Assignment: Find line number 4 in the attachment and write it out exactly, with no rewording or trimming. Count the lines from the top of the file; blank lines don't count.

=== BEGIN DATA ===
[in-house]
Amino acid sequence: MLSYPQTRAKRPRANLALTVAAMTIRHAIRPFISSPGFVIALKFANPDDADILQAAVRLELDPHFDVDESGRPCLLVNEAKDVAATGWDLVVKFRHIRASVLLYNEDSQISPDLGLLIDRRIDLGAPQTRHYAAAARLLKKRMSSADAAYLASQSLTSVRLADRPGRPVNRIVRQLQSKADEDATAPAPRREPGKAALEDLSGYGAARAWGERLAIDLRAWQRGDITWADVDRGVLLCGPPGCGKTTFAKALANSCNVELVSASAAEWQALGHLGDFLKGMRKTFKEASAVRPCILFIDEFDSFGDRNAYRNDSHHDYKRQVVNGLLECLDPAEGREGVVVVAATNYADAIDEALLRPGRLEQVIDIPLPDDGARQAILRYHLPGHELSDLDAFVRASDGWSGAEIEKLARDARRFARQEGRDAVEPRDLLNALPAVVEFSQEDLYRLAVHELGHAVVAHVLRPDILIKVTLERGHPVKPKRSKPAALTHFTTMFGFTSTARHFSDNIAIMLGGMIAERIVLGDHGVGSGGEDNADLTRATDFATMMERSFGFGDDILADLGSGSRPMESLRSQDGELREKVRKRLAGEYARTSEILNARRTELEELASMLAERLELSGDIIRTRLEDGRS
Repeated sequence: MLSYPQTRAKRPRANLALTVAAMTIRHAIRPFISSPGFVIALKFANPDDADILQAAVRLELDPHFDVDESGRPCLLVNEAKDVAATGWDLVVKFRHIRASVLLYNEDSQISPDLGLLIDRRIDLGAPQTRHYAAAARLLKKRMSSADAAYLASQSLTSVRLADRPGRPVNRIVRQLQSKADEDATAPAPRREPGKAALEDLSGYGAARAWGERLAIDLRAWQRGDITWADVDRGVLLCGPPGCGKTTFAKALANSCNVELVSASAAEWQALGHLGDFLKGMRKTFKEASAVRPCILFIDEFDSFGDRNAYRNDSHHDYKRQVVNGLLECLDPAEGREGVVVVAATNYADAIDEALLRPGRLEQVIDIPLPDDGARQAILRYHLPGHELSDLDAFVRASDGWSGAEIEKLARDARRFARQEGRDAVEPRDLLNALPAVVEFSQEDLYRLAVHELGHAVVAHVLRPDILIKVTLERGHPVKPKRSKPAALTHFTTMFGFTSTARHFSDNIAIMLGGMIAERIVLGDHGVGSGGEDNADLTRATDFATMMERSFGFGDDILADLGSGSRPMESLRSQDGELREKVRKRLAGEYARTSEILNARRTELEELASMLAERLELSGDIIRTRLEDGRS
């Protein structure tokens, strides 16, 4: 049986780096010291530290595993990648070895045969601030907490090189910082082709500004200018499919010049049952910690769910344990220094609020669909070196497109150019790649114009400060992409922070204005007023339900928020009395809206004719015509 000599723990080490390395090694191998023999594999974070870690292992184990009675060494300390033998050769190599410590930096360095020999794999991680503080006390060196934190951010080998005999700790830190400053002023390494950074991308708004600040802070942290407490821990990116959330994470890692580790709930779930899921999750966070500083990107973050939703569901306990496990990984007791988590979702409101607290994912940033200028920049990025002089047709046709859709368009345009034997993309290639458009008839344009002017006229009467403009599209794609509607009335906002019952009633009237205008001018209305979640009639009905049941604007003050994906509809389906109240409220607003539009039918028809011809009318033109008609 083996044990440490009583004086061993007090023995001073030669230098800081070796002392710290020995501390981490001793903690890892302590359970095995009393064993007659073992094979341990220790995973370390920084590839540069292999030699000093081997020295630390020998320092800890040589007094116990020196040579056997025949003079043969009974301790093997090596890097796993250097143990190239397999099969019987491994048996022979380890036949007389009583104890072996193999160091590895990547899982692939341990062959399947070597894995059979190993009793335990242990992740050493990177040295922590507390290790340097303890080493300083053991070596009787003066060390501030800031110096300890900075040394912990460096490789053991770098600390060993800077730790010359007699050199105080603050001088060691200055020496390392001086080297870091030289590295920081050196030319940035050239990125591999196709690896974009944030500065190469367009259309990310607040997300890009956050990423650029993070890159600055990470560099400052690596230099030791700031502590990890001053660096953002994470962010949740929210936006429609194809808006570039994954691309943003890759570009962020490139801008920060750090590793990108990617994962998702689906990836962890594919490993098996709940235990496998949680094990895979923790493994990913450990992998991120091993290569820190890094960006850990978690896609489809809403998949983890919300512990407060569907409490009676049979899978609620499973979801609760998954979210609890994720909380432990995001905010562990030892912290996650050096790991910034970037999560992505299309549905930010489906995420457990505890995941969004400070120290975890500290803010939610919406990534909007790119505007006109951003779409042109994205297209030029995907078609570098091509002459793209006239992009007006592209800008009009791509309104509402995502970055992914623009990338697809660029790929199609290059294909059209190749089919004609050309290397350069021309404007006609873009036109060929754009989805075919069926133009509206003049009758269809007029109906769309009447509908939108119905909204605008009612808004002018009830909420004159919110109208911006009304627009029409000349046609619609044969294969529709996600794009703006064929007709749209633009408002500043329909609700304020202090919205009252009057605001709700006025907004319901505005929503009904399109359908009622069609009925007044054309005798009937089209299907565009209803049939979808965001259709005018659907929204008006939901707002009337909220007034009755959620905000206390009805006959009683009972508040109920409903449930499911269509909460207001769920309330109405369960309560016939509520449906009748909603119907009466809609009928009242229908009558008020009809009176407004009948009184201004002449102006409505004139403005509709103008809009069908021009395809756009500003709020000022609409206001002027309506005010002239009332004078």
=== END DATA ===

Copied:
């Protein structure tokens, strides 16, 4: 049986780096010291530290595993990648070895045969601030907490090189910082082709500004200018499919010049049952910690769910344990220094609020669909070196497109150019790649114009400060992409922070204005007023339900928020009395809206004719015509 000599723990080490390395090694191998023999594999974070870690292992184990009675060494300390033998050769190599410590930096360095020999794999991680503080006390060196934190951010080998005999700790830190400053002023390494950074991308708004600040802070942290407490821990990116959330994470890692580790709930779930899921999750966070500083990107973050939703569901306990496990990984007791988590979702409101607290994912940033200028920049990025002089047709046709859709368009345009034997993309290639458009008839344009002017006229009467403009599209794609509607009335906002019952009633009237205008001018209305979640009639009905049941604007003050994906509809389906109240409220607003539009039918028809011809009318033109008609 083996044990440490009583004086061993007090023995001073030669230098800081070796002392710290020995501390981490001793903690890892302590359970095995009393064993007659073992094979341990220790995973370390920084590839540069292999030699000093081997020295630390020998320092800890040589007094116990020196040579056997025949003079043969009974301790093997090596890097796993250097143990190239397999099969019987491994048996022979380890036949007389009583104890072996193999160091590895990547899982692939341990062959399947070597894995059979190993009793335990242990992740050493990177040295922590507390290790340097303890080493300083053991070596009787003066060390501030800031110096300890900075040394912990460096490789053991770098600390060993800077730790010359007699050199105080603050001088060691200055020496390392001086080297870091030289590295920081050196030319940035050239990125591999196709690896974009944030500065190469367009259309990310607040997300890009956050990423650029993070890159600055990470560099400052690596230099030791700031502590990890001053660096953002994470962010949740929210936006429609194809808006570039994954691309943003890759570009962020490139801008920060750090590793990108990617994962998702689906990836962890594919490993098996709940235990496998949680094990895979923790493994990913450990992998991120091993290569820190890094960006850990978690896609489809809403998949983890919300512990407060569907409490009676049979899978609620499973979801609760998954979210609890994720909380432990995001905010562990030892912290996650050096790991910034970037999560992505299309549905930010489906995420457990505890995941969004400070120290975890500290803010939610919406990534909007790119505007006109951003779409042109994205297209030029995907078609570098091509002459793209006239992009007006592209800008009009791509309104509402995502970055992914623009990338697809660029790929199609290059294909059209190749089919004609050309290397350069021309404007006609873009036109060929754009989805075919069926133009509206003049009758269809007029109906769309009447509908939108119905909204605008009612808004002018009830909420004159919110109208911006009304627009029409000349046609619609044969294969529709996600794009703006064929007709749209633009408002500043329909609700304020202090919205009252009057605001709700006025907004319901505005929503009904399109359908009622069609009925007044054309005798009937089209299907565009209803049939979808965001259709005018659907929204008006939901707002009337909220007034009755959620905000206390009805006959009683009972508040109920409903449930499911269509909460207001769920309330109405369960309560016939509520449906009748909603119907009466809609009928009242229908009558008020009809009176407004009948009184201004002449102006409505004139403005509709103008809009069908021009395809756009500003709020000022609409206001002027309506005010002239009332004078």